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Equipment Discussions >> Binoviewers

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Sarkikos
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Mark V or Binotron for 10" Dob - Planet/Lunar Only
      #6141862 - 10/16/13 09:39 PM

I have a Burgess Binoviewer. Eventually I'd like to upgrade to a Mark V or Binotron. I only binoview planets and the Moon - no DSO - and only through my Dobs. The largest SCT or Mak I have is a 6", and my largest refractor is a C102. IMO, I don't think it'd be worthwhile to do what needs to be done in order to use any of those three for binoviewing. And the image would not be as sharp or as bright as through my larger Dobs. So I'll continue to only monoview through my Cats and refractors.

But I am interested in a binoviewer upgrade for my Dobs, especially the 10" f/4.8. At this point, I'm leaning toward the Mark V. So far the deciding factor might be the coma correction available for that binoviewer. The Binotron does not provide coma correction. I achieve detailed views of planets with my Burgess Binoviewer, but I cannot stack it with my Paracorr II. I'd like to be able to binoview and have coma correction. I suspect the planet detail would be even better if I could do both.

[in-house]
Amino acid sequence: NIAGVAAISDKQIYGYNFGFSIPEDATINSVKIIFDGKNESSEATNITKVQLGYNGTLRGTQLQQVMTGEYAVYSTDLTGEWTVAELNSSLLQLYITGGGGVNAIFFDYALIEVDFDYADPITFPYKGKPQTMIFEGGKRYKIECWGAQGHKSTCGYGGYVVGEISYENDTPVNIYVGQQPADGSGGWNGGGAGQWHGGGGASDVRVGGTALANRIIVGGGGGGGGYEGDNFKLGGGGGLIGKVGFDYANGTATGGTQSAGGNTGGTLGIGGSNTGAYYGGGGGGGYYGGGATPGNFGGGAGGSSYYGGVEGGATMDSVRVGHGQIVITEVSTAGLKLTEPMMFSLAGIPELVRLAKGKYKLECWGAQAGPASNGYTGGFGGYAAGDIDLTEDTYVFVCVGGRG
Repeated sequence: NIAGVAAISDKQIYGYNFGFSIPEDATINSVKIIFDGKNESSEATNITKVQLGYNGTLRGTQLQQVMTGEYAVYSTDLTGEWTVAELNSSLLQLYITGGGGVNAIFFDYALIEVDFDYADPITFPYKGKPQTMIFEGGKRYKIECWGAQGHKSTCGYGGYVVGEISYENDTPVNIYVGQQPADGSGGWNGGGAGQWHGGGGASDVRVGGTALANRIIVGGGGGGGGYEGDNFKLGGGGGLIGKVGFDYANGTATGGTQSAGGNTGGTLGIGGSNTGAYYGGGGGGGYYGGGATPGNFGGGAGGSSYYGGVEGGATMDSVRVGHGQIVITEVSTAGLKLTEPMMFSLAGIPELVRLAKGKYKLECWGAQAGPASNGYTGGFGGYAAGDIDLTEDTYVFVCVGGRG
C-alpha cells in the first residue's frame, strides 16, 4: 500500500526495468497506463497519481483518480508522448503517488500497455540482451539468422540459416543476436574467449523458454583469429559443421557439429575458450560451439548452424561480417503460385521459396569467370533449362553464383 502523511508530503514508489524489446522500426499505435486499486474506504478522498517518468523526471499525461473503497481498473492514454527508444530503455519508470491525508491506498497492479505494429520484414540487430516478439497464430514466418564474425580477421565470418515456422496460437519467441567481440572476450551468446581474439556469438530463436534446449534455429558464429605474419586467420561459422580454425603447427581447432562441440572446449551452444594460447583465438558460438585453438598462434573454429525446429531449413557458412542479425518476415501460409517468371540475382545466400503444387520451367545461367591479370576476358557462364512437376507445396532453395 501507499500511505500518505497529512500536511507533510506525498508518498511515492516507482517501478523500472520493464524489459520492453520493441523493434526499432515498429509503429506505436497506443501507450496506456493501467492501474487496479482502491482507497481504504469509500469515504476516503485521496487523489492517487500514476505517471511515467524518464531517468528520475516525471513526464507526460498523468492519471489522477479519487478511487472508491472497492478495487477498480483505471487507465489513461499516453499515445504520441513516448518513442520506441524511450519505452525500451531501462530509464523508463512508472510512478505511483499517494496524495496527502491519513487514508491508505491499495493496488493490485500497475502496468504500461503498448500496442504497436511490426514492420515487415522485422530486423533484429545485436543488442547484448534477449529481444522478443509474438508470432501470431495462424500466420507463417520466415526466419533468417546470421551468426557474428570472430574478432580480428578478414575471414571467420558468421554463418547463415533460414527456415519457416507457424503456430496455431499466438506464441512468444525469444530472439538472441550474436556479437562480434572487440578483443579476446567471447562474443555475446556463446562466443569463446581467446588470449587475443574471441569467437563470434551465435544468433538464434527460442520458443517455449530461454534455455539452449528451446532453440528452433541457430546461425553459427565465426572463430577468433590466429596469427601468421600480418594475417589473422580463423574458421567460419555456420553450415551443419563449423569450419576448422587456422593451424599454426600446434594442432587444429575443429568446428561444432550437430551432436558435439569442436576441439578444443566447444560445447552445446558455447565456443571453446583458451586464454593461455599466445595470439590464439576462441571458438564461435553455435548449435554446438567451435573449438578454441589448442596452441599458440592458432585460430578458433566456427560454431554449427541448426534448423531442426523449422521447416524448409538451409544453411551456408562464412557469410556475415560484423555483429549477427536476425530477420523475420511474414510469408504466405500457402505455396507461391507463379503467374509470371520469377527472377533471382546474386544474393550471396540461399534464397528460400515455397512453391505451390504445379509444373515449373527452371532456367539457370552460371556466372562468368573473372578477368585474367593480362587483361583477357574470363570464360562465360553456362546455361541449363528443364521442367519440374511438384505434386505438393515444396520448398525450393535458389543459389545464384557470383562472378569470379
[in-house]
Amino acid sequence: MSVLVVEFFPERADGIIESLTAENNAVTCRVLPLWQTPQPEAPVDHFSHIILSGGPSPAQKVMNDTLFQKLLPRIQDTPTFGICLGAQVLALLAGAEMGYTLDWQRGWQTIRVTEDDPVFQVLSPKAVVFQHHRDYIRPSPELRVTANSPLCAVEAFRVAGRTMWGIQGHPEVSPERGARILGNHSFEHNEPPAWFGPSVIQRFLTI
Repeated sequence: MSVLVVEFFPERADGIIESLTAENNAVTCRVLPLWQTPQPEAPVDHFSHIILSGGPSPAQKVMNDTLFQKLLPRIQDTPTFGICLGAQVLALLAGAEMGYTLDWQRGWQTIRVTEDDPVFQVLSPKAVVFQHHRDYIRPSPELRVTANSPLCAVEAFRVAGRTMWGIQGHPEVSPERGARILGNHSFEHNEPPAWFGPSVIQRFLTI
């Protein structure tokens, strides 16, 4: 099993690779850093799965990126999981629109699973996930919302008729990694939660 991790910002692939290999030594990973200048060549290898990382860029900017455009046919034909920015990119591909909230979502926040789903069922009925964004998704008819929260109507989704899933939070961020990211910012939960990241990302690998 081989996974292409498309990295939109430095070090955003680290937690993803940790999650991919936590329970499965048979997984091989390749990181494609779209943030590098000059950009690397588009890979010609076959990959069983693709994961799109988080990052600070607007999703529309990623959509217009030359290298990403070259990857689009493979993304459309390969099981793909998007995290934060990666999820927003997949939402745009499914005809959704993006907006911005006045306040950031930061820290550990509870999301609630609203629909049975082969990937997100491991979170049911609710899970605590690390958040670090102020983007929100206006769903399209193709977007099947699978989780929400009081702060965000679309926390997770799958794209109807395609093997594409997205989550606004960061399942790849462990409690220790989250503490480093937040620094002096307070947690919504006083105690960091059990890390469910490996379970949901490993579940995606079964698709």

On the other hand, the Mark V does not have a Power Switch. The Binotron does. I was hoping that the ability to switch among three levels of magnification using one eyepiece would allow me to sell off some of my bino pairs. I have about 22 pairs, 44 eyepieces just for binoviewing! Time to cull the herd ... I hope. After all, selling some of my bino pairs could help fund the new binoviewer.

However, I am concerned that for the Binotron, the OCS Cell plus the Power Switch lenses plus the prisms plus the eyepieces might degrade the image for planet observation compared to merely changing to a shorter focal-length bino pair or a more powerful OCS and doing without the Power Switch. I like the idea of switching immediately among three levels of magnification - even if some refocusing is needed. But I don't like the idea that it might degrade the image. I'd rather not deal with a Power Switch if the image would be even slightly sharper without it. After all, I'm talking planet viewing here!

Also, I still like the idea of binoviewing with coma correction. That's possible with the Mark V. AFAIK, that's impossible with the Binotron.